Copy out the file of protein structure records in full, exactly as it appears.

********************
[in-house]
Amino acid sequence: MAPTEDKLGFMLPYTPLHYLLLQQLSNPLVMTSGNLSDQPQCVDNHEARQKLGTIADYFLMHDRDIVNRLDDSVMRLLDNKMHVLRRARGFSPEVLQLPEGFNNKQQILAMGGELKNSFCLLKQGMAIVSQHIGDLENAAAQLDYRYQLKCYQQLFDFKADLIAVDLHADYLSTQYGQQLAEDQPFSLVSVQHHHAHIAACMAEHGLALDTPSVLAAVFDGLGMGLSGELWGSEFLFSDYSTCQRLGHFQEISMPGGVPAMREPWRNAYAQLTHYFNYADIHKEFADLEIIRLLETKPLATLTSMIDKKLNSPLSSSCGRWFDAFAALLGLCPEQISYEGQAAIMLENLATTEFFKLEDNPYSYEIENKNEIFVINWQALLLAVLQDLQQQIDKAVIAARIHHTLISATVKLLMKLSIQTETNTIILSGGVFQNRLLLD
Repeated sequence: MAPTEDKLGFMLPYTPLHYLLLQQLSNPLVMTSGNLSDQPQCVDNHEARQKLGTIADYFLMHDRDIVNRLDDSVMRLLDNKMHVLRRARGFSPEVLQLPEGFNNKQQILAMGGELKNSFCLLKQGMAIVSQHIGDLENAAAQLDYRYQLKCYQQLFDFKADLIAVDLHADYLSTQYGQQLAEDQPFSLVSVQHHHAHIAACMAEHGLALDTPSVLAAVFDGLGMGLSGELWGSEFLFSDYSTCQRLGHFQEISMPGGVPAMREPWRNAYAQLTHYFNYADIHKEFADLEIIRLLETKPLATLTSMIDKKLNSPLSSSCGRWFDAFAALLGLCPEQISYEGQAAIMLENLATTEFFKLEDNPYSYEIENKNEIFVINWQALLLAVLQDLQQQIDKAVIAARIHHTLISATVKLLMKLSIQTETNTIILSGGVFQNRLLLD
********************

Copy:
[in-house]
Amino acid sequence: MAPTEDKLGFMLPYTPLHYLLLQQLSNPLVMTSGNLSDQPQCVDNHEARQKLGTIADYFLMHDRDIVNRLDDSVMRLLDNKMHVLRRARGFSPEVLQLPEGFNNKQQILAMGGELKNSFCLLKQGMAIVSQHIGDLENAAAQLDYRYQLKCYQQLFDFKADLIAVDLHADYLSTQYGQQLAEDQPFSLVSVQHHHAHIAACMAEHGLALDTPSVLAAVFDGLGMGLSGELWGSEFLFSDYSTCQRLGHFQEISMPGGVPAMREPWRNAYAQLTHYFNYADIHKEFADLEIIRLLETKPLATLTSMIDKKLNSPLSSSCGRWFDAFAALLGLCPEQISYEGQAAIMLENLATTEFFKLEDNPYSYEIENKNEIFVINWQALLLAVLQDLQQQIDKAVIAARIHHTLISATVKLLMKLSIQTETNTIILSGGVFQNRLLLD
Repeated sequence: MAPTEDKLGFMLPYTPLHYLLLQQLSNPLVMTSGNLSDQPQCVDNHEARQKLGTIADYFLMHDRDIVNRLDDSVMRLLDNKMHVLRRARGFSPEVLQLPEGFNNKQQILAMGGELKNSFCLLKQGMAIVSQHIGDLENAAAQLDYRYQLKCYQQLFDFKADLIAVDLHADYLSTQYGQQLAEDQPFSLVSVQHHHAHIAACMAEHGLALDTPSVLAAVFDGLGMGLSGELWGSEFLFSDYSTCQRLGHFQEISMPGGVPAMREPWRNAYAQLTHYFNYADIHKEFADLEIIRLLETKPLATLTSMIDKKLNSPLSSSCGRWFDAFAALLGLCPEQISYEGQAAIMLENLATTEFFKLEDNPYSYEIENKNEIFVINWQALLLAVLQDLQQQIDKAVIAARIHHTLISATVKLLMKLSIQTETNTIILSGGVFQNRLLLD